How Corning’s hyperspectral sensor helps scientists tackle New York’s serious algae problem

How Corning’s hyperspectral sensor helps scientists tackle New York’s serious algae problem

Harmful algal blooms threaten lake ecosystems. Researchers are using Corning technology to identify them at the source.

Along the shore of Chautauqua Lake in New York, a group of scientists gazed up, eyes following a drone pacing the sky. But while they were looking up, they were searching for what lies below. Bright green water lapped at the beach – a harmful algal bloom (HAB) disrupting the lake’s ecosystem. The drone – a two-and-half-foot-tall, remote-operated device – carried the Corning® microHSI™ 410 SHARK hyperspectral imaging (HSI) sensor, gathering data about the mysterious bloom below.

HABs are a collection of blue-green algae, with many ways of presenting themselves. Often, they appear paint-like on the water surface. Other times, they’re a streaky scum. Their color can vary. By the time bystanders observe and report HABs to New York’s Department of Environmental Conservation, it’s usually too late.

“The toxins produced by harmful algal blooms can cause health issues ranging from skin irritation to neurological disorders and digestive issues,” said Dr. Courtney Wigdahl-Perry, associate professor of biology at the State University of New York (SUNY) at Fredonia. “In the case of pets and livestock, it’s been known to cause death.”

Wigdahl-Perry is a scientist researching HABs to provide lake managers with information on why, where, and when these blooms occur across the state. Not only are HABs a hazard to public health, she says, but they harm local tourism when they shut down beaches. And, as the algae decays, bacteria monopolize a lake’s oxygen, resulting in fish kills.

The State of New York has deemed HABs a “threat.” In 2018, Governor Andrew Cuomo launched a $65 million initiative to combat the blooms, which thrive during warmer temperatures, feeding on the nitrogen and phosphorous in agricultural runoff from synthetic fertilizers and manure. That same year, Corning Enterprises committed $50,000 toward the development of a comprehensive watershed plan covering the Finger Lakes, in the area surrounding Corning’s Headquarters in New York.

Wigdahl-Perry met Corning’s Patrick Jackson, director of Global Energy Management (GEM), on a State-led steering committee aimed at combatting HABs. Corning’s GEM program oversees its global water usage and implements projects to conserve usage, lower costs, and improve local waterways. Along with the Finger Lakes being a recruitment draw for Corning, Jackson said the HAB project is a company responsibility.

“People love to recreate on the Finger Lakes,” Jackson said. “We want pristine waters, not just to protect health and the environment, but to better serve the community Corning does business in. So, Corning got involved.”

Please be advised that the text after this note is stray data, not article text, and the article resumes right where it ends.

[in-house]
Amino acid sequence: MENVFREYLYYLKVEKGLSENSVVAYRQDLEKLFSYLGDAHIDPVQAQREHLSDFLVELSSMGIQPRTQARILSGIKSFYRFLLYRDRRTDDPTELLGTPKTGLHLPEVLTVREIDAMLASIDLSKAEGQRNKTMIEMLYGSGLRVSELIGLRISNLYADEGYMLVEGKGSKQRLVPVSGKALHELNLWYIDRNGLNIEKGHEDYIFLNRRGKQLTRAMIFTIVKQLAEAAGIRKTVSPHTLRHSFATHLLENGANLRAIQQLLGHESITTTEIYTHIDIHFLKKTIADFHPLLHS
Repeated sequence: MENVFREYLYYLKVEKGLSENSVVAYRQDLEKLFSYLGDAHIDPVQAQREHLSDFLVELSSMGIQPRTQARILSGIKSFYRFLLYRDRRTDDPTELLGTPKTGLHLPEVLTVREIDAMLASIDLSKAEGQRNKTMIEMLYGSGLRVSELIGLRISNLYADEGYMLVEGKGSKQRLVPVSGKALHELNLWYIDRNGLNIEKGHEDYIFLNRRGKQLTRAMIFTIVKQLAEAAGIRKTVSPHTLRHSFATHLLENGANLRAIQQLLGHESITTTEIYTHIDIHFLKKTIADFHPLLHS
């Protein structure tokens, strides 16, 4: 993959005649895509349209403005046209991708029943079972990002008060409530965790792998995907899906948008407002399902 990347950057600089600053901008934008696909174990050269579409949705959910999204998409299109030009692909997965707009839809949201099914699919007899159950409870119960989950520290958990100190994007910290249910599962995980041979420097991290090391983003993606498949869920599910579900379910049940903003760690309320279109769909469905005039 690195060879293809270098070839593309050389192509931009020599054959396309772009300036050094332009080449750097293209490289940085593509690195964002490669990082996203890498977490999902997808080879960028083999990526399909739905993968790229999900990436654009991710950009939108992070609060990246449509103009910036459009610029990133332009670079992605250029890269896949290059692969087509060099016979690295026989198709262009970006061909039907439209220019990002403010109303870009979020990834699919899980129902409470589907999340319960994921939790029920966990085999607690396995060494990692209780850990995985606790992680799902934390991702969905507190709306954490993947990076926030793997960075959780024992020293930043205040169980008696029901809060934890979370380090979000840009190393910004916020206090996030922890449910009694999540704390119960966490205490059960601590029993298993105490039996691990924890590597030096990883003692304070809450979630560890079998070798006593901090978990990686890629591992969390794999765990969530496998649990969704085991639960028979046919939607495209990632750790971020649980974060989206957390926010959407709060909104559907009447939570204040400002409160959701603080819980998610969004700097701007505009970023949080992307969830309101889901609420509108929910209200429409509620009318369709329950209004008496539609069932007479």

In partnership with the State of New York, Corning and other businesses also paired with SUNY schools. Corning has provided four HSI sensors to help, and while COVID-19 has interrupted flights over the Finger Lakes, research is now going strong.

On the shore, the scientists – Wigdahl-Perry, collaborator Dr. Timothy de Smet of Binghamton University, and their undergraduate student researchers – eagerly await the Hyperspectral data the microHSI™ 410 SHARK collects. The sensor, crafted in Keene, New Hampshire, takes incoming light reflected off surfaces and divides it into many spectral bands, most of which are not visible to the human eye. Every material – soil, water, vegetation, a coffee cup – has a unique spectral signature based on how it reflects or emits electromagnetic radiation.

Whether handheld, flown in a drone, or orbiting the Earth, an HSI sensor takes pictures that, when paired with the right software, can discriminate differences based upon a material's spectral signature. The microHSI™ 410 SHARK is not only compact and lightweight, it delivers exceptional spectral imaging performance, detecting environmental abnormalities, such as pipeline leaks. This sensor is optimized for the commercial remote sensing market, more specifically precision agriculture, environmental terrain and vegetation assessment and management, and mineral exploration. Data from these sensors have infrastructure and defense uses, as well.

In this case, the HSI sensor can detect HABs in their various states of growth and can identify where they begin and how they move.

“Traditional approaches for monitoring HABs rely on limited sampling locations or bystander reports. There aren’t many times we can use a spatial, systematic approach to understand what happens over the lifespan of the bloom,” Wigdahl-Perry said. “The hyperspectral cameras in the drone allow us to look at more areas of the lake simultaneously and differentiate the harmful groups of algae versus the non-harmful.”

The information gathered by the scientists via the HSI sensor can help lake managers mitigate blooms and prevent them in the future. Treatments vary by lake, but the information can help lake managers assess the nutrients that fuel HABs in the water.

Working with Corning’s HSI sensors also gives students real-world experience analyzing environmental issues. And, they are always “jazzed” on days they can fly a drone, Wigdahl-Perry says.

“Looking at aerial imagery is very powerful,” Wigdahl-Perry said. “Giving our students the opportunity to work with real world applications, collecting the data and analyzing large data sets, is really powerful for preparing for them to get out and do anything.”

The next time you see a drone buzzing up above, look at what’s below. The people flying it might just be searching for answers that could change the community and environment.